Continued from here….
When a man follows his discipline perfectly and when he has succeeded in rising above the degree of repentance,
and when he is near to taste the contemplation of his service,
when it is given him from above to taste the delight of spiritual knowledge,
a second working, after the first, will take its origin here.
In the first place man is assured concerning God’s care for him and illuminated concerning His love of the creatures — rational creatures — and His manifold care for the things which regard them.
Then there arises in him that sweetness of God and the flame of His love which burns in the heart and kindles all the affections of body and of soul.
And this power he will perceive in all the species of the creation and all things which he meets.
From time to time he will become drunk by it as by wine; his limbs will relax, his mind will stand still and his heart will follow God as a captive.
And so he will be, as I have said, like a man drunk by wine.
And according as his inner senses are strengthened, so this sight will be strengthened and according as he is careful about discipline and watchfulness and applies himself to recitation and prayer, so the power of sight will be founded and bound in him.
In truth, my brethren, he that reaches this from time to time, will not remember that he is clad with a body, nor will he know that he is in the world.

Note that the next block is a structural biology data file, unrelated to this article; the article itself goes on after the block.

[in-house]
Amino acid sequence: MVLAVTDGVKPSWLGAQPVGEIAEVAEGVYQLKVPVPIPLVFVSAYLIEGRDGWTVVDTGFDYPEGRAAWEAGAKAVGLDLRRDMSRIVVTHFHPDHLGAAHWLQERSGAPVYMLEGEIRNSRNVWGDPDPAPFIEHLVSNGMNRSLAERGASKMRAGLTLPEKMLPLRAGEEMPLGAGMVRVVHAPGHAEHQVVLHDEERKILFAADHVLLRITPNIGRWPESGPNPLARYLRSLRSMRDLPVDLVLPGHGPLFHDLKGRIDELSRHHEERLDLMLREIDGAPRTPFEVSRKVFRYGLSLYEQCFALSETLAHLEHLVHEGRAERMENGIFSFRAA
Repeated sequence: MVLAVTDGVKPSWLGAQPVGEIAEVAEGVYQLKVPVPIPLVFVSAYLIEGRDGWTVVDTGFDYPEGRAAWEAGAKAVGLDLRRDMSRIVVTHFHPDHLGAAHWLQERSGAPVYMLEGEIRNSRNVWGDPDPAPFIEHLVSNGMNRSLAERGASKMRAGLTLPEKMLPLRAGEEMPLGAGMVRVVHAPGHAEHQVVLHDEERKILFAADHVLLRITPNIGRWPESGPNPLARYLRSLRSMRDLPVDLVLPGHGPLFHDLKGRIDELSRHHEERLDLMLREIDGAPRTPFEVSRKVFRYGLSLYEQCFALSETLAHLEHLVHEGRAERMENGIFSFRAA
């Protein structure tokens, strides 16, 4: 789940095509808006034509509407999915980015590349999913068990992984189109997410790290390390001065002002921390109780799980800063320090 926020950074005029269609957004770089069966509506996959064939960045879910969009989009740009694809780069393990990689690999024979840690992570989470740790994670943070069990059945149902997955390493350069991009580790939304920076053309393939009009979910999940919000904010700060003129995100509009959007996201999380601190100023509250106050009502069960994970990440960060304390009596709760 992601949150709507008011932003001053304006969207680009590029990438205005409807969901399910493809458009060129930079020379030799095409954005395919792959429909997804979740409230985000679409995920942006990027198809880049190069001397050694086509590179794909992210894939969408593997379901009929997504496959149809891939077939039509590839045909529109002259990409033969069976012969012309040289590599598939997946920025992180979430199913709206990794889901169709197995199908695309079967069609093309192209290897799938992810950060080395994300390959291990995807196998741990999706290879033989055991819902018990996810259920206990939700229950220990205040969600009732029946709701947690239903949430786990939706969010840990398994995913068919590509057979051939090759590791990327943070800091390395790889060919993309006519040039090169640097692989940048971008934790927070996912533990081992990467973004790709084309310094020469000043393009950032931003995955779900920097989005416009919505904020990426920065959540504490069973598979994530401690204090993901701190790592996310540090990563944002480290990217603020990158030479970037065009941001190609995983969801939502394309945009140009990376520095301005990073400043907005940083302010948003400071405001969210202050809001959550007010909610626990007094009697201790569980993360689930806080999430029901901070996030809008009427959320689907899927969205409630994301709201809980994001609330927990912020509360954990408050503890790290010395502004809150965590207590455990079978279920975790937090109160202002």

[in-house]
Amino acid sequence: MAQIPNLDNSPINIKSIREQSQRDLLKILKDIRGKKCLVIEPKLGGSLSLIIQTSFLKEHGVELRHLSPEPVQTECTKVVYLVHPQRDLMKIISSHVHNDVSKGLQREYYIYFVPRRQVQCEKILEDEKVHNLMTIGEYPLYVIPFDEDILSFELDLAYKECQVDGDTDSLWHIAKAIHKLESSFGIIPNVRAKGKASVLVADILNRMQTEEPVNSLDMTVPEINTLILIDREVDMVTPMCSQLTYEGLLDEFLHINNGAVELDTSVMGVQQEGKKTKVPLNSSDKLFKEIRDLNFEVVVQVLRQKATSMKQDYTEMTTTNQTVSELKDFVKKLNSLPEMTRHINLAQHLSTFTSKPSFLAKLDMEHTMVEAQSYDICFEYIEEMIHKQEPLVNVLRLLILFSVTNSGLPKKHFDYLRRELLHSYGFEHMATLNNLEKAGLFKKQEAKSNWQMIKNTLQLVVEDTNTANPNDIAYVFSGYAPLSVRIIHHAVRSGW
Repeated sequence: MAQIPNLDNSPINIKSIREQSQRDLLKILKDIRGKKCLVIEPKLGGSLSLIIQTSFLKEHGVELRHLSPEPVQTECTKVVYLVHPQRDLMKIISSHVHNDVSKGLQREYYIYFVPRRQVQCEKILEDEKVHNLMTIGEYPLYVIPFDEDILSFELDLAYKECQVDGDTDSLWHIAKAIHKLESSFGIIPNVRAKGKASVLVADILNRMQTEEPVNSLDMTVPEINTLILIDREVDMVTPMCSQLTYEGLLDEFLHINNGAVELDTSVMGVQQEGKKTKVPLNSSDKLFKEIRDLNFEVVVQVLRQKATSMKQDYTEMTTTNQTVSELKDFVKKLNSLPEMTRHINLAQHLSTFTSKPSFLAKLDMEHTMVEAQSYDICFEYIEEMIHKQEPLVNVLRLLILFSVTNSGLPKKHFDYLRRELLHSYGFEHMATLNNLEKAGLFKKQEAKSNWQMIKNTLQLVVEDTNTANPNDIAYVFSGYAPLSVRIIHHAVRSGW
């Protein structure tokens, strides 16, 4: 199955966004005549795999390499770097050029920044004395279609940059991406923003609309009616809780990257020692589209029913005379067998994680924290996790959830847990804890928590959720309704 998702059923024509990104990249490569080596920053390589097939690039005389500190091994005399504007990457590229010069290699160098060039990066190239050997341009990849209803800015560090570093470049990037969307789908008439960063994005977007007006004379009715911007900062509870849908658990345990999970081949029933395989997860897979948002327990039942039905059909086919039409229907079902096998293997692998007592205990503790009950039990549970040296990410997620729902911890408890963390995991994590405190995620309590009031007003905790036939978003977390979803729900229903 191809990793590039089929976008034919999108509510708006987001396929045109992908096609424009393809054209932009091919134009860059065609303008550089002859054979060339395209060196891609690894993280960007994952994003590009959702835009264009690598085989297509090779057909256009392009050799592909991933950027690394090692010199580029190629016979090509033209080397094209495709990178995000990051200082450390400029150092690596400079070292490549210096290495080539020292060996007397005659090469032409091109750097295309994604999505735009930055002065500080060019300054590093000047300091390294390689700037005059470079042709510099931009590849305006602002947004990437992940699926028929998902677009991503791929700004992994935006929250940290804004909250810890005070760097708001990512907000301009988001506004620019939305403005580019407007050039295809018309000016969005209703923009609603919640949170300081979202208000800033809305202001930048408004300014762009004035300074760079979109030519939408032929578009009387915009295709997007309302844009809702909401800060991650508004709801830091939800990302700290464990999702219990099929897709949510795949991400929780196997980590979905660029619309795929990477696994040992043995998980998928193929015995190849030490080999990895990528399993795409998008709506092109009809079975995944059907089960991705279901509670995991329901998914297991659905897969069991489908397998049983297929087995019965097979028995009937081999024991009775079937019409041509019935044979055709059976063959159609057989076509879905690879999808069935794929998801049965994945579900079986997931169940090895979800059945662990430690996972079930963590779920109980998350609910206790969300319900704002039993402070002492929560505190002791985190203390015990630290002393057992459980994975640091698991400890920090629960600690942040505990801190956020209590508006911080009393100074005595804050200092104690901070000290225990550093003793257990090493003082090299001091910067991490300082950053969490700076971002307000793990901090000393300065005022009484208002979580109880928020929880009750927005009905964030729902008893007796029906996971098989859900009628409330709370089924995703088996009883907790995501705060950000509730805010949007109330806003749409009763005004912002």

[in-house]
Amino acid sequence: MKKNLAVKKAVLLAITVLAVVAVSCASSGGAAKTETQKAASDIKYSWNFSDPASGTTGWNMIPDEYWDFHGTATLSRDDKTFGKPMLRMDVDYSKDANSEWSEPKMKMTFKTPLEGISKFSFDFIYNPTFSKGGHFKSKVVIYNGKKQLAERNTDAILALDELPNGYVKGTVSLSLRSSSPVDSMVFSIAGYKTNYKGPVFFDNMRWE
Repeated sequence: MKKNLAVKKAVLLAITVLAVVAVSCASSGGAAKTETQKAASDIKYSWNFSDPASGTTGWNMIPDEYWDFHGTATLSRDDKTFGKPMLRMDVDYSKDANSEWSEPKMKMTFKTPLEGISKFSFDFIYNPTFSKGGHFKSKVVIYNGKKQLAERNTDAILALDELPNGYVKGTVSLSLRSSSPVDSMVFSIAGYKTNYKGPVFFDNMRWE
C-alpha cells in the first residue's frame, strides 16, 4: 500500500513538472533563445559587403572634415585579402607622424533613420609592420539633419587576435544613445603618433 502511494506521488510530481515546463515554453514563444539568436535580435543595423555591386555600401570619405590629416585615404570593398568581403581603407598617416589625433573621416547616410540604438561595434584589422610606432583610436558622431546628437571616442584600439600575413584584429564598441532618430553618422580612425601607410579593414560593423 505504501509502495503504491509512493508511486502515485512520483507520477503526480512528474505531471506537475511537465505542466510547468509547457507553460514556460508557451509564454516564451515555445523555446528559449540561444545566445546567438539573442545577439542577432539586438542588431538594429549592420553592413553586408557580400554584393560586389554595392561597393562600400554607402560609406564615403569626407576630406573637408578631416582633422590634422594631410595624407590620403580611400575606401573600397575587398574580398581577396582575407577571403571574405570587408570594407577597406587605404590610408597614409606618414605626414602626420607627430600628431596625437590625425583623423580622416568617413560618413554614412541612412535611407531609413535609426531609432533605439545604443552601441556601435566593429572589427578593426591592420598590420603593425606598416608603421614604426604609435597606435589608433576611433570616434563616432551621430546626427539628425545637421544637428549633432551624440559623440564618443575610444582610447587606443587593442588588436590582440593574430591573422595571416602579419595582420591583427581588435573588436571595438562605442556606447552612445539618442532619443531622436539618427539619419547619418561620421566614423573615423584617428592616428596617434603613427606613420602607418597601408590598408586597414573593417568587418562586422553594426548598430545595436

This is the beginning of spiritual sight in a man, and this is the principle of all intellectual revelations.
By this the intellect will be educated unto hidden things and become mature, and by this he will be gradually elevated unto other things which are higher than human nature.
In short, by this will be conducted unto man all divine visions and spiritual revelations which the saints receive in this world.
Thus nature can become acquainted with the gift of revelations that happen in this life. This is the root of our apperception in our Creator.
Blessed is he that has preserved this good seed when it fell in his soul, and has made it to increase, without destroying it by idle things and by the distraction of that which is transitory.
Isaac the Syrian (c. 630-c. 700): Mystic Treatises, 47, in Mystical Treatises of Isaac of Nineveh, trans. A.J. Wensinck, pp.226-227.